Gothic Fiction and Why I Love It

Sam Turton talks us through her favourite genre.

Gothic fiction

How It All Started

My name is Sam and I’m a Gothic addict. Sign me up to Hotel Transylvania right now!

When I first decided to study English at university, I never dreamt that I would get to study a whole module on Gothic fiction. I was in my element! We read Horace Walpole’s The Castle of Otranto, Ann Radcliffe’s The Mysteries of Udolpho, Sheridan le Fanu’s Carmilla, Anne Rice’s Interview with the Vampire and many others. My essay for the unit focussed on Rice’s novel compared with Stoker’s Dracula and the representation of women in vampire fiction. Not surprisingly, I got my best mark in the whole three years on this module.

Vampires? No, they don’t sparkle in sunlight.

When you really start to look into the context of Gothic fiction, it’s incredibly interesting! Mary Shelley’s interest and horror at Galvinism and how it inspired her to write Frankenstein (which was friendly competition set by the most roguish of rogues, Lord Byron) is compelling enough, but when you look at the theory and history of vampire stories… Ooof!

Many modern vampire stories use the image of the blood sucker in tandem with the idea of the ‘fallen woman’: think about Lucy in Stoker’s Dracula. She is the absolute antithesis of how a lady should behave in polite Victorian society, with her three men on the go! What’s her punishment? To be bitten by Count Dracula and therefore put under his control but then also to receive blood transfusions from all of her suitors. Raging machismo much?! They might as well be tomcats all marking their territory. And what happens to poor Lucy because of all this male influence? Yep. She gets beheaded. She cannot catch a break. Compare her to the virtuous Mina who only has eyes for her beloved Jonathan Harker – Mina is also attacked by Dracula but is saved. Now, whichever way you slice it, you don’t need an English degree to see what Stoker was getting at here. Anyway, I could write a many thousand-worded essay on Lucy alone. I need to reign it in.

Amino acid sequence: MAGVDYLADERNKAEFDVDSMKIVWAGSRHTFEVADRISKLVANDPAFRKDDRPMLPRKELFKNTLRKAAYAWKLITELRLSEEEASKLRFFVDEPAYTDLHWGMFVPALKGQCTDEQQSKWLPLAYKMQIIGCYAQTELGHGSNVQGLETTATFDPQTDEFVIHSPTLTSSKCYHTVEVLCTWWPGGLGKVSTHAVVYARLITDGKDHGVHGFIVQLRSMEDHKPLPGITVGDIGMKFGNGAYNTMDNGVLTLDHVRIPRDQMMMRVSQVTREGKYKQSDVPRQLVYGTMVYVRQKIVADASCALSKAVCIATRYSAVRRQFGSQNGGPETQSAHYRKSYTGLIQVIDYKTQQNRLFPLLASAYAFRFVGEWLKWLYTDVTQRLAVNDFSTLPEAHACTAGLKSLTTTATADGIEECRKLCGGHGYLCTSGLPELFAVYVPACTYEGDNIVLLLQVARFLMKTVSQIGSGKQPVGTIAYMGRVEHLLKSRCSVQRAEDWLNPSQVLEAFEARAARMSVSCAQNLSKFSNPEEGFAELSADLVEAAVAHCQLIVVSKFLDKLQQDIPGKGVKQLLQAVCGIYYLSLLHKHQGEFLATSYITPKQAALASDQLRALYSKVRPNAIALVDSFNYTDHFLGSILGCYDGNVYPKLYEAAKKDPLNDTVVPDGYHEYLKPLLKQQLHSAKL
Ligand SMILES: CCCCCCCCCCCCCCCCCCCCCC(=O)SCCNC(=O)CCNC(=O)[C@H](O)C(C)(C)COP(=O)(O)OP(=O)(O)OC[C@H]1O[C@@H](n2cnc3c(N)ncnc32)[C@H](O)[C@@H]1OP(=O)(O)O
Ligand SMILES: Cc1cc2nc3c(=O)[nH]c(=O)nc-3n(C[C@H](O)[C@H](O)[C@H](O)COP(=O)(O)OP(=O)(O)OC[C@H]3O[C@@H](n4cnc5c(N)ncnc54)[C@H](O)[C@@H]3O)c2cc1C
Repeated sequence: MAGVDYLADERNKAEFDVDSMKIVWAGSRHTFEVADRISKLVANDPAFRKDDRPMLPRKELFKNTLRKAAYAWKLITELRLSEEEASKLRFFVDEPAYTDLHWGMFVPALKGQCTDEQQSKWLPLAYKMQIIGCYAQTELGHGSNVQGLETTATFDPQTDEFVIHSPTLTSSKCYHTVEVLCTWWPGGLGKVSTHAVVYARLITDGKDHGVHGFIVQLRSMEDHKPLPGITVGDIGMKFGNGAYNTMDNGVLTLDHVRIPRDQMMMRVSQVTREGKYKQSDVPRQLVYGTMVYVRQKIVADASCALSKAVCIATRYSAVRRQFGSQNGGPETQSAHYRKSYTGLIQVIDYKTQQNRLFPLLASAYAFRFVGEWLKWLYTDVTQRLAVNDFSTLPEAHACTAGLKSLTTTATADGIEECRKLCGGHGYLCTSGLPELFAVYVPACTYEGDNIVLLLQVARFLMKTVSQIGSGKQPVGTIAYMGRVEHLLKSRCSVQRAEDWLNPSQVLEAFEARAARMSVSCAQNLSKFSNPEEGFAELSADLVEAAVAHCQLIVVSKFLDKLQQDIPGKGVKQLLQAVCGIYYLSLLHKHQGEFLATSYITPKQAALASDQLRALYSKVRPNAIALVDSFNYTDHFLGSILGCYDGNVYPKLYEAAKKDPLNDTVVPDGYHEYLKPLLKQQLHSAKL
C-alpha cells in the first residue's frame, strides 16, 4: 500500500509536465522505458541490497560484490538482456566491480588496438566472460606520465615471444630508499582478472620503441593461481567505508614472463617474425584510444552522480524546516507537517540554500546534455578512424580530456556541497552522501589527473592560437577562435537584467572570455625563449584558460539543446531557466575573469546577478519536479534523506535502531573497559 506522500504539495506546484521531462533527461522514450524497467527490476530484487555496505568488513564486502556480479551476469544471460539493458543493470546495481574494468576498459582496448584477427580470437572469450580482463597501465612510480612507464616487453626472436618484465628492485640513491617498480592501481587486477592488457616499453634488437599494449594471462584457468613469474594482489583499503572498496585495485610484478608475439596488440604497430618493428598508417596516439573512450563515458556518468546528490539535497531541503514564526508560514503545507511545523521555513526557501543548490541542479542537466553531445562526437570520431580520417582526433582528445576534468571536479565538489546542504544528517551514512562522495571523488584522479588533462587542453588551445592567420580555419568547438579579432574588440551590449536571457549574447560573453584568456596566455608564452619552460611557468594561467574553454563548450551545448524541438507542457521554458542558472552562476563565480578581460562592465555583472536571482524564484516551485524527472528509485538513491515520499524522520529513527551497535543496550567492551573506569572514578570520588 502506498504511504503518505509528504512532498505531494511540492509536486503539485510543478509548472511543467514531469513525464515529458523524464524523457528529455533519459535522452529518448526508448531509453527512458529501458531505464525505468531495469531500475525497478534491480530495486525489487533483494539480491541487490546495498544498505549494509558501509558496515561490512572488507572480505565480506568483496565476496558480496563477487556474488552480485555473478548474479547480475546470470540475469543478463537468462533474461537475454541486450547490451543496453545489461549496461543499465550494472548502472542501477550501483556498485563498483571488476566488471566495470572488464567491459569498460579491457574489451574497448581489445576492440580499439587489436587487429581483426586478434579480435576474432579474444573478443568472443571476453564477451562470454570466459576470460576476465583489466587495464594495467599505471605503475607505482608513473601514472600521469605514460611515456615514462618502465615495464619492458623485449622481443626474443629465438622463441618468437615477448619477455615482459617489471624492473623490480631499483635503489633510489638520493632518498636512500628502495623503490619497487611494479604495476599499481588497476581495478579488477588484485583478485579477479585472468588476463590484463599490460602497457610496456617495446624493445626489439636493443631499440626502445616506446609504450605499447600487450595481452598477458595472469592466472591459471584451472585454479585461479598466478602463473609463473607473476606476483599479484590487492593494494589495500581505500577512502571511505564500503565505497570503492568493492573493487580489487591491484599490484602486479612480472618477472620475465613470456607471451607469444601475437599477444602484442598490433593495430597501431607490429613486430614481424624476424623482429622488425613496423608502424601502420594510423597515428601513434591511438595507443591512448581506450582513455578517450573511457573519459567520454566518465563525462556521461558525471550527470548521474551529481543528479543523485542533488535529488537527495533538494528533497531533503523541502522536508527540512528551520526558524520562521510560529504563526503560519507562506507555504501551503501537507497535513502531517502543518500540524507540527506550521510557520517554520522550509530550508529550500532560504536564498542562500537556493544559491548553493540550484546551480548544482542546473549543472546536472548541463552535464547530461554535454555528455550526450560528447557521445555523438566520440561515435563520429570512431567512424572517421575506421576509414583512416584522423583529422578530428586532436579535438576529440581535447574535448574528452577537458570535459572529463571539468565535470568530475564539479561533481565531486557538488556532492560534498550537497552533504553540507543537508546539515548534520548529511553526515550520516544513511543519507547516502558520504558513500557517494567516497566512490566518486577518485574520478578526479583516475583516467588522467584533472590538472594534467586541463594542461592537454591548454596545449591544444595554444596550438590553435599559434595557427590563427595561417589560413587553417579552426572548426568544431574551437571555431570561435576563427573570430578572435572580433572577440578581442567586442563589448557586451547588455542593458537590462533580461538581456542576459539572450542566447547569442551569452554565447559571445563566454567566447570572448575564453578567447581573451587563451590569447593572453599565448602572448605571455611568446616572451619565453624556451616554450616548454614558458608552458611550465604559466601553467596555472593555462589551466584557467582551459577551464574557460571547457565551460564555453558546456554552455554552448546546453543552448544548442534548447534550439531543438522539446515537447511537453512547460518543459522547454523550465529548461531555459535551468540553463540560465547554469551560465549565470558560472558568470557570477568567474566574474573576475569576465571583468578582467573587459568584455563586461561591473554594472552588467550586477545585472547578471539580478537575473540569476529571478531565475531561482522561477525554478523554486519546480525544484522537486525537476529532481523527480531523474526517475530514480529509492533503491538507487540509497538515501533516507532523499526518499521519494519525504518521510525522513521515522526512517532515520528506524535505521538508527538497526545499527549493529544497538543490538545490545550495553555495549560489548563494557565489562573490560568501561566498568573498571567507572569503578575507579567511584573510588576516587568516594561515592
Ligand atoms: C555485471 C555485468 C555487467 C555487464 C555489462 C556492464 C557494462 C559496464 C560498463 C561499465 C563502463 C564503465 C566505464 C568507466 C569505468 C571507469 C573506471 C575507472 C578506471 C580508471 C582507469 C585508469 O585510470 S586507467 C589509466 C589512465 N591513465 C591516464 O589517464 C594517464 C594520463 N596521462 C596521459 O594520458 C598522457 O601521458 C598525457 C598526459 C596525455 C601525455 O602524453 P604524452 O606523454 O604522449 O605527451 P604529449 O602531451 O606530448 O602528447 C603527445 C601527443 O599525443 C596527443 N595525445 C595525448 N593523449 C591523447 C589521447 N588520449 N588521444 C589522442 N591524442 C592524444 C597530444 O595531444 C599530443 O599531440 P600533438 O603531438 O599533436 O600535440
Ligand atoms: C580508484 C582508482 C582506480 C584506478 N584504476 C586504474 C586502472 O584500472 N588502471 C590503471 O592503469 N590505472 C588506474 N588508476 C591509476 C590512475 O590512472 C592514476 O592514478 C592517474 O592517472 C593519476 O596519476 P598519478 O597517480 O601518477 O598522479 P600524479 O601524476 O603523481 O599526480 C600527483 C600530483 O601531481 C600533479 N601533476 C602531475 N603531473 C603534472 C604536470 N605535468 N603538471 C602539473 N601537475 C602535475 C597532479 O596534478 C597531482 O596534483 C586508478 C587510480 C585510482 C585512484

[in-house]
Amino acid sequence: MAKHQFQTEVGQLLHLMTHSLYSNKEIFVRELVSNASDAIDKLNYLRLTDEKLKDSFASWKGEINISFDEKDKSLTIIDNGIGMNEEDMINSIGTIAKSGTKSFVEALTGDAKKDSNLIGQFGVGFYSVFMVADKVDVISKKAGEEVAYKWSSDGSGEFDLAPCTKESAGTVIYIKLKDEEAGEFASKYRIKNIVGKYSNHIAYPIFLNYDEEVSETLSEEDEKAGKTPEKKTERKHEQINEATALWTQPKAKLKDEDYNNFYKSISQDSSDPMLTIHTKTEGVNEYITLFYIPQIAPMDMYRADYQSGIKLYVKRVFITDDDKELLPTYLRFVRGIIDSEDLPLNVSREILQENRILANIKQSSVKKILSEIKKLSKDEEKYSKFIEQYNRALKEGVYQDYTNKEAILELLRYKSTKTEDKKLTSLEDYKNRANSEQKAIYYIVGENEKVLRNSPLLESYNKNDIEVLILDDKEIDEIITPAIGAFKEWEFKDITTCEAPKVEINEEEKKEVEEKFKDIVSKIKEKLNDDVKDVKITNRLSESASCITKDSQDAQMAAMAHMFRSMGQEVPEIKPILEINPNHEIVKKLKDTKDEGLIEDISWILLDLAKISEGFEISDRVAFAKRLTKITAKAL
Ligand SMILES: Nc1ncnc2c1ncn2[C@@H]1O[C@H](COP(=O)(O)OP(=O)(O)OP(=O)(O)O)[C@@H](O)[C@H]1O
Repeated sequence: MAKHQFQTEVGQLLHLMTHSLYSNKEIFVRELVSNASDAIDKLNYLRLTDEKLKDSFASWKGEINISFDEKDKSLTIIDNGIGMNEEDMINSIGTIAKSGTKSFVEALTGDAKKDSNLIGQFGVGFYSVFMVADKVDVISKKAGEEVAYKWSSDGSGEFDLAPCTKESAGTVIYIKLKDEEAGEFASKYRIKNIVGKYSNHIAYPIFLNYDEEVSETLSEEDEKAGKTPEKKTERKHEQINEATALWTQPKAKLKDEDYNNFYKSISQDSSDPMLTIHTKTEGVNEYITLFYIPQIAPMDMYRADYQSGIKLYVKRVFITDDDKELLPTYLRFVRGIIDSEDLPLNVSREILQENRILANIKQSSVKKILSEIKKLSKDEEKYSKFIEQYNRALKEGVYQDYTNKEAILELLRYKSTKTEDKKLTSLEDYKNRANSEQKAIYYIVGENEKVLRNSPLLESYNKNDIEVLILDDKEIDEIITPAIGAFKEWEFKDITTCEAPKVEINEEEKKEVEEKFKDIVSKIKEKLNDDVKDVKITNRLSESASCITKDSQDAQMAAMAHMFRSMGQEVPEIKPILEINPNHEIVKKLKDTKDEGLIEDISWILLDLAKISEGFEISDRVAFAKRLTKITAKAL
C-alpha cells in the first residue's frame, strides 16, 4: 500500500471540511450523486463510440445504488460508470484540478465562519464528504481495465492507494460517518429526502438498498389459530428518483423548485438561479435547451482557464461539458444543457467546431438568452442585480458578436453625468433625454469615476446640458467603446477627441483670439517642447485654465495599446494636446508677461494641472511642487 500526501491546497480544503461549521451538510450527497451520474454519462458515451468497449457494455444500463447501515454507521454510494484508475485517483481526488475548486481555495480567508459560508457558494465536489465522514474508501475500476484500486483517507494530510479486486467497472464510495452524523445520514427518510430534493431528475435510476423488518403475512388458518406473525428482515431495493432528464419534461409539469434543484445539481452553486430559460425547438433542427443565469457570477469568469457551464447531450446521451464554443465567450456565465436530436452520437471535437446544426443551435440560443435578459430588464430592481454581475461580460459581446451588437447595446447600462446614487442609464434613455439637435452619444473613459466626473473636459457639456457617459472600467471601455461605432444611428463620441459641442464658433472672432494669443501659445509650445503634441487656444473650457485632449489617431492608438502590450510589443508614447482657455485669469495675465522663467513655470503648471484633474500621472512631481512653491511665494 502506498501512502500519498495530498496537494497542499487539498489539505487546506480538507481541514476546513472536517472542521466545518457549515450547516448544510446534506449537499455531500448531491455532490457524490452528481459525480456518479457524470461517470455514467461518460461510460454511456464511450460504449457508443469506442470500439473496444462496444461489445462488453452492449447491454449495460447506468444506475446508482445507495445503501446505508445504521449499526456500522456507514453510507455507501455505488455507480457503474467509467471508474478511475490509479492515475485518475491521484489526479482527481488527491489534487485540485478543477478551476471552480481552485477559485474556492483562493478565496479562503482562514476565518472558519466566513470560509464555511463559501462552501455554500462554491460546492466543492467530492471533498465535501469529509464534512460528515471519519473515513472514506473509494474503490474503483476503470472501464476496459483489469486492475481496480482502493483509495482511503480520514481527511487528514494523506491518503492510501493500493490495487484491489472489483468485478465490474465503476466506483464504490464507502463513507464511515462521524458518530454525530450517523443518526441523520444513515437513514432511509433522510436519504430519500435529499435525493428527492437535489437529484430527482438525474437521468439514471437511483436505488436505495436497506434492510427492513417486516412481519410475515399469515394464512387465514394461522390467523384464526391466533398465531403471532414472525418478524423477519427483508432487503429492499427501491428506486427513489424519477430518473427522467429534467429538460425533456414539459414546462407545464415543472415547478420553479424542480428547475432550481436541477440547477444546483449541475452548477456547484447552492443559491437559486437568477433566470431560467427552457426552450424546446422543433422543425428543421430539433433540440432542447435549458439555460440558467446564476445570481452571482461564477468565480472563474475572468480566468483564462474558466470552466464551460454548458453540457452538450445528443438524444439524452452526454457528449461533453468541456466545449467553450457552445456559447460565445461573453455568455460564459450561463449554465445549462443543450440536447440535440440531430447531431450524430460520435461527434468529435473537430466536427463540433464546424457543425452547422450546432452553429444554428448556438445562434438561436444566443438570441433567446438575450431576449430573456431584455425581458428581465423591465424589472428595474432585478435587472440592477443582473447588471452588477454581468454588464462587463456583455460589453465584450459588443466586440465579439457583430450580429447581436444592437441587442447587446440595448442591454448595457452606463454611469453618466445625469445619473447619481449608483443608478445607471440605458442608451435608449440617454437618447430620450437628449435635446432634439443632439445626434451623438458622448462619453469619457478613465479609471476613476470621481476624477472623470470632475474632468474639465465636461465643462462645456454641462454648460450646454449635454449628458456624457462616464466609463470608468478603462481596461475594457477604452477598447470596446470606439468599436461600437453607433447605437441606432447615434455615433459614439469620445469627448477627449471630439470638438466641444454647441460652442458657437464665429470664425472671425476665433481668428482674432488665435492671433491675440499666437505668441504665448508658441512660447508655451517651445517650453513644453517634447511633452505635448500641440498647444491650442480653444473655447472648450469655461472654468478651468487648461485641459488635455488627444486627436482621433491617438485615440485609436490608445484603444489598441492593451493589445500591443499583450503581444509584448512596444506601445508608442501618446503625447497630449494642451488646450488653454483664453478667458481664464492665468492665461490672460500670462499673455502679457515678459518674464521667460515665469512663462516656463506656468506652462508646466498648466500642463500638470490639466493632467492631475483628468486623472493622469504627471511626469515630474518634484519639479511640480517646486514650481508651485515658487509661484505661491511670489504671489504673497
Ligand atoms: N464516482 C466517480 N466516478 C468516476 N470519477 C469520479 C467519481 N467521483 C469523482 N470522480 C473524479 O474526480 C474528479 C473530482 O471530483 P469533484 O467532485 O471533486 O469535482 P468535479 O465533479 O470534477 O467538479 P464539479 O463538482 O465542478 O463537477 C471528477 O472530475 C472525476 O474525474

Gothic Twinkl – now there’s an oxymoron!

It was this passion that led me to create and deliver a year 9 creative writing unit of work with a Gothic theme way back when. I loved writing it and the students loved learning about it. I used to go off at a tangent all the time! Imagine my absolute delight to discover that one of our amazing English content writers, Paul, had also devised a fabulous Gothic literature unit of work for Twinkl! The first lesson addresses the essentials, including an accessible Gothic literature definition and a look at Gothic literature themes and can be downloaded at absolutely zero cost! (We love your feedback here at Twinkl Secondary, so do let us know what you think.) The unit then goes on to look at why we love to be scared, how your students can produce their own Gothic writing and exposes them to a wide range of pre-19th century literature including the brothers Grimm, Edgar Allen Poe’s The Oval Portrait (you could introduce The Raven and The Tell-Tale Heart too) and Jane Austen’s Northanger Abbey. And because we know that all classes are different and need varying levels of support or challenge, all the PowerPoints are fully editable.

Gothic lessons

A Lesson Learned

Teaching Gothic fiction to my students also taught me a valuable lesson – try and involve your passions in your teaching. Looking back, teaching this unit was probably one of my most successful and I think that’s because the students were enthused by my passion. They really enjoyed asking me questions about vampires and werewolves which developed their critical thinking skills; we had great debates about why people like to be scared that stretched their powers of persuasion and vocabulary.

When you can and where you can, always let your real personality shine. You’re more than just a teacher.

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